How 2016 Became Earth's Hottest Year on Record Jugal k. patel

2016 was the hottest year on record and broke the record for a third consecutive year. Sixteen of the seventeen hottest record breaking years have occurred since 2000.

How much monthly temperatures were above or below normal.

Based on historical records, months that come early in the year (such as January, March and February) have continued to move further away from temperature norms. Scientists predict that 2017 will follow the same patterns at a lower level since the strong El Nino weather pattern is dying out.

Earth's rise in temperature from 1880-2016. The temperature began to rise significantly around the 1980s
"Human-induced climate change has made it at least 160 times more likely that three consecutive years after 2000 would be record-setting...“One could argue that about 75 percent of the warmth was due to human impact," -Michael E. Mann
2016 was the first time that the hottest year on record occurred three times in a row.

Due to an El Nino climate pattern in the Pacific Ocean, the later months of 2015 and the first half of 2016 experienced faster warming. This is because the climate pattern sent a surge of heat into the atmosphere. Scientists say that the most recent El Nino was among the largest in a century, its peak occurring in the winter of 2015, when temperatures were unusually high. The El Nino pattern began to subside over the course of 2016 however scientists predict that global warming will continue to exceed global records in the years coming due to human impact.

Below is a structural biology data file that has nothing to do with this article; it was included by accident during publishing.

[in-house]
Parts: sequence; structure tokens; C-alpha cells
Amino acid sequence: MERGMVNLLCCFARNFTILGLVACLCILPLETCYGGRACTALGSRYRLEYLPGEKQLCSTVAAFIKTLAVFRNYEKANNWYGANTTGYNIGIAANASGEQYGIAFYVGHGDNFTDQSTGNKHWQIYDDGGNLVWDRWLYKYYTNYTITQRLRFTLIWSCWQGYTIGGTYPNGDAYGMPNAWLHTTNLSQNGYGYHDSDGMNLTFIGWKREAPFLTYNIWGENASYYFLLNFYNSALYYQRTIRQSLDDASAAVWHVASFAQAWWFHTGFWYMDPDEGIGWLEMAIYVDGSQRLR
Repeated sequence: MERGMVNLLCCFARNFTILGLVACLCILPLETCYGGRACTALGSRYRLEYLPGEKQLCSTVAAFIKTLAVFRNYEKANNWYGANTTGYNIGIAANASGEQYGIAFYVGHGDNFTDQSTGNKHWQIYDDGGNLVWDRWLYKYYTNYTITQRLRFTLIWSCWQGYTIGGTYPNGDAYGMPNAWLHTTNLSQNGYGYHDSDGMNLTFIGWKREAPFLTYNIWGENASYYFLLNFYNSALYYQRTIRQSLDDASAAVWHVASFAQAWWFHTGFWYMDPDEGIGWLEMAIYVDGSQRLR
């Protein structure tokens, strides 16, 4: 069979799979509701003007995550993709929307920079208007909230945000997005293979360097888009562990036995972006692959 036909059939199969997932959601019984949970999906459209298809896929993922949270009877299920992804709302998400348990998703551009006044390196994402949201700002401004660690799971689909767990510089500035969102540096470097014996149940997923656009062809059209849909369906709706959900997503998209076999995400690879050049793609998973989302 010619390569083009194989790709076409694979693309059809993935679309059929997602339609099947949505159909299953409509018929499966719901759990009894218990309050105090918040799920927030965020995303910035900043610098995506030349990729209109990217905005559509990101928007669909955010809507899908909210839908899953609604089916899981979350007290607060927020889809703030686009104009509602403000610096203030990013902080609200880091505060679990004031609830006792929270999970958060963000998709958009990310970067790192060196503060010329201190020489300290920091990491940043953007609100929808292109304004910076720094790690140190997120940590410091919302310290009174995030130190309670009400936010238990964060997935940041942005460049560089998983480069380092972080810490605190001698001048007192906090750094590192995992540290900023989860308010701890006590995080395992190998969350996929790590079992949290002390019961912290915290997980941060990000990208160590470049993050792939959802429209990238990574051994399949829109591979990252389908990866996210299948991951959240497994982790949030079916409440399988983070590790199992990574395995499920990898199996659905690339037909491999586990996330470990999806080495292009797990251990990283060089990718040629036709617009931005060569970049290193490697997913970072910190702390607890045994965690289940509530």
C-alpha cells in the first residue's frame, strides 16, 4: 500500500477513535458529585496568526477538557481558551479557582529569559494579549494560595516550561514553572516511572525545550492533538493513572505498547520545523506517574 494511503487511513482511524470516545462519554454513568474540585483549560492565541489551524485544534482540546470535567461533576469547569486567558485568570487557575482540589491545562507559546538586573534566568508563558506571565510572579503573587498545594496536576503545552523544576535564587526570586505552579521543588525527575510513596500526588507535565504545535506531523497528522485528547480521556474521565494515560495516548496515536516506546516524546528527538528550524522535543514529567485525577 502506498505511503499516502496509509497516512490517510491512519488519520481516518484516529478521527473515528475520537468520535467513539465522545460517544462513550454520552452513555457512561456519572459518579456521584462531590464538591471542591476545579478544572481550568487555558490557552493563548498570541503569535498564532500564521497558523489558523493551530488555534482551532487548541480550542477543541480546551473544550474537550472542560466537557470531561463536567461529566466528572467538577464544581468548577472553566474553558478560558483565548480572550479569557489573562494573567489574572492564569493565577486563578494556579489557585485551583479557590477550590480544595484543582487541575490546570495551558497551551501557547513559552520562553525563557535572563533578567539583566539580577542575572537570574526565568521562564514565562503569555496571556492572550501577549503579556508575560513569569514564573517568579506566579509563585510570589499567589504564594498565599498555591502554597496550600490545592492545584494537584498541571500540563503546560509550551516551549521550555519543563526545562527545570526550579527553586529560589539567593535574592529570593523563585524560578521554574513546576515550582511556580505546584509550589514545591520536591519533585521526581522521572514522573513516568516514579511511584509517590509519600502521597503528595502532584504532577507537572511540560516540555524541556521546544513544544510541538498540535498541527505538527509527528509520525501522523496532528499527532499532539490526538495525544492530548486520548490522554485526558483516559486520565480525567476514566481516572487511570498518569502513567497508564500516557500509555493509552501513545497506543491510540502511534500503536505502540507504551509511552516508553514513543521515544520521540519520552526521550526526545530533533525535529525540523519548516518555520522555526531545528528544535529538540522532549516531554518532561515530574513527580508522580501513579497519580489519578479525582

Records of global temperature change are compiled by two American government agencies: the National Aeronautics and Space Administration, and the National Oceanic and Atmospheric Administration. Meteorological agencies in Japan and Britain also compile reliable temperature data. The analyses made by the agencies are based on thousands of measurements. The measurements come from weather stations, ships, and ocean buoys around the globe. Each group uses different temperature tracking methods but usually reach similar conclusions on the long-term effect of global warming. In 2016 in particular, the records collected by NASA were the most accurate. This is because NASA collected sophisticated data from the arctic. NASA is now able to have more reliable coverage in the polar regions of the world, which are greatly effected by rising temperatures.

“We expect records to continue to be broken as global warming proceeds,”- Michael E. Mann

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